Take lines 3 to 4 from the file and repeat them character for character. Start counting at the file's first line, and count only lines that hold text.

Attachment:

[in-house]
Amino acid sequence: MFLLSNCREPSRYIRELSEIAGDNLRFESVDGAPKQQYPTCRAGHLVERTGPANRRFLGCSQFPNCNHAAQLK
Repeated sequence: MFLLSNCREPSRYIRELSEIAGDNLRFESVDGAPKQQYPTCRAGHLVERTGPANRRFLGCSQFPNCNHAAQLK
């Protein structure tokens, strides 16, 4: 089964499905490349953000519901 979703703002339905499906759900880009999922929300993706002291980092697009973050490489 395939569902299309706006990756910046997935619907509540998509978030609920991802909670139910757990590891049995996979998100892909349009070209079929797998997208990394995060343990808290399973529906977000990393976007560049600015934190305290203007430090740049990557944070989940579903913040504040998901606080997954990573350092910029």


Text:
Repeated sequence: MFLLSNCREPSRYIRELSEIAGDNLRFESVDGAPKQQYPTCRAGHLVERTGPANRRFLGCSQFPNCNHAAQLK
């Protein structure tokens, strides 16, 4: 089964499905490349953000519901 979703703002339905499906759900880009999922929300993706002291980092697009973050490489 395939569902299309706006990756910046997935619907509540998509978030609920991802909670139910757990590891049995996979998100892909349009070209079929797998997208990394995060343990808290399973529906977000990393976007560049600015934190305290203007430090740049990557944070989940579903913040504040998901606080997954990573350092910029």